Physicists for the first time were able to make liquid droplets square and acute-angled

Liquids in our daily life are in a state of thermodynamic equilibrium, such as milk

dissolves completely in coffee, and the oil floats on the surface of the water.

The authors of the new work decided to find out what would happen if the fluids were fixed in an unstable state, before they came to thermodynamic equilibrium.

Things in a state of equilibrium tend topretty boring. It is interesting to take systems out of equilibrium and see if nonequilibrium structures can be controlled or how useful they can be. Biological life itself is a good example of the complex behavior of groups of molecules outside of thermodynamic equilibrium.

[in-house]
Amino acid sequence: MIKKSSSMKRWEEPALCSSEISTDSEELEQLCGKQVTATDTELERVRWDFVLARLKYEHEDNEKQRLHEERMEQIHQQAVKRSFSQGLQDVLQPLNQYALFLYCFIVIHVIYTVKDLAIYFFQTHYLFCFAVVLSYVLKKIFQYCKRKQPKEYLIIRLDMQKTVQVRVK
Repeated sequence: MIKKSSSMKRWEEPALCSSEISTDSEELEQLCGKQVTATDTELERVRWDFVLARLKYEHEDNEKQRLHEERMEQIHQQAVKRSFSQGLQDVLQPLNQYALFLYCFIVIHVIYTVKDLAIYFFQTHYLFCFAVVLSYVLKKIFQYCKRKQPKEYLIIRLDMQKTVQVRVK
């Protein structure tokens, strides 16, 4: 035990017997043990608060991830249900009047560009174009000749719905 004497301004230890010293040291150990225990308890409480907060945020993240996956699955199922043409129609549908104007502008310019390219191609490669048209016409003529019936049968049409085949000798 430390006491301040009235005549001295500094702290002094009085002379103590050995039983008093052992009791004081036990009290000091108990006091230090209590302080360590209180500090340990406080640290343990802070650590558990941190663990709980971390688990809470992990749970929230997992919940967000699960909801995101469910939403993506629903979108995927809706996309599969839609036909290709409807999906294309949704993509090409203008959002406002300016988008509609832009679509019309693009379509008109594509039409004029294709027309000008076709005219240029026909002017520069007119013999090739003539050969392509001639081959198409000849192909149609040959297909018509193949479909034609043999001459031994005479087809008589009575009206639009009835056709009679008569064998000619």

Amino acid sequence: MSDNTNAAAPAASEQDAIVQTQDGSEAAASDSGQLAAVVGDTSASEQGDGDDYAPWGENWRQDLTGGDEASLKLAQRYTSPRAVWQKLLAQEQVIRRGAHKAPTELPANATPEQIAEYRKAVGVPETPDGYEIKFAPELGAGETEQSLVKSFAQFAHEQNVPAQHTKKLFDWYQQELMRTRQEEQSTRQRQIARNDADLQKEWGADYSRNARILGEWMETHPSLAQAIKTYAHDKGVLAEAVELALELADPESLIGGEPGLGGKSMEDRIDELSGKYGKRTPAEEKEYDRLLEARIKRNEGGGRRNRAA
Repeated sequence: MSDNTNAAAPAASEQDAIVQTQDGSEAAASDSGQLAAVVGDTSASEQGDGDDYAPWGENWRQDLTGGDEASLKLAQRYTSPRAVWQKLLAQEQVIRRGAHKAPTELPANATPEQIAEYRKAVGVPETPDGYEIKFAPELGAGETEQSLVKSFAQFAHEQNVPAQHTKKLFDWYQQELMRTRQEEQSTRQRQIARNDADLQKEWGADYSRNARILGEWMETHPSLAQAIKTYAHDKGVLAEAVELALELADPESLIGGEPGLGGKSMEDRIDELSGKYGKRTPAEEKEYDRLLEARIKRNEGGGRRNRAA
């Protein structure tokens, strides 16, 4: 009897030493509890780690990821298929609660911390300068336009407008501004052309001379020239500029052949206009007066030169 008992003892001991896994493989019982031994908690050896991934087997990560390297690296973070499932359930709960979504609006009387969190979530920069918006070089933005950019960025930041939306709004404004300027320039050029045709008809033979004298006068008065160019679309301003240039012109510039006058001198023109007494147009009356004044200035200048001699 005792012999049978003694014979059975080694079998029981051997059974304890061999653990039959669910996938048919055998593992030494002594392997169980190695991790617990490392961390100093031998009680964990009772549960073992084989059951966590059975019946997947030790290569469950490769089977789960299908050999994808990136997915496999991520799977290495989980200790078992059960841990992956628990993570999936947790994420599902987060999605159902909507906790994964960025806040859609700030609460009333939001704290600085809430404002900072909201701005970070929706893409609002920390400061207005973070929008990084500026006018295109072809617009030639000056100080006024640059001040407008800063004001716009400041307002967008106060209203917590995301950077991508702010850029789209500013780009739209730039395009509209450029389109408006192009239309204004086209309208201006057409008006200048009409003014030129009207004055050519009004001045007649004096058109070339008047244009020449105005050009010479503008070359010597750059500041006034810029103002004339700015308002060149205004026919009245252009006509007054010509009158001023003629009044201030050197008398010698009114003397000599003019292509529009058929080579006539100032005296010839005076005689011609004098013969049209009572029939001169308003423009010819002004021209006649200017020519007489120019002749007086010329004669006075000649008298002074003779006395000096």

Jaakko Timonen, Research Director and Professor at the Department of Applied Physics

Researchers used a combination of oils withdifferent conductivity and dielectric constant. When they turned on an electric field over such a mixture, the charge accumulated at the interface between the oils. Therefore, the charge density drives the interface out of thermodynamic equilibrium and turns it into unusual formations.

As a result, the authors were able to achieve the fact that a two-dimensional layer appeared at the interface between the liquids, in which they saw the formation of completely unexpected drops and patterns.

Next, scientists tried to change the characteristicsapplied electric field: they were able to get droplets in the form of squares or hexagons, with straight sides. This is impossible in nature, since bubbles and drops only form spheres.

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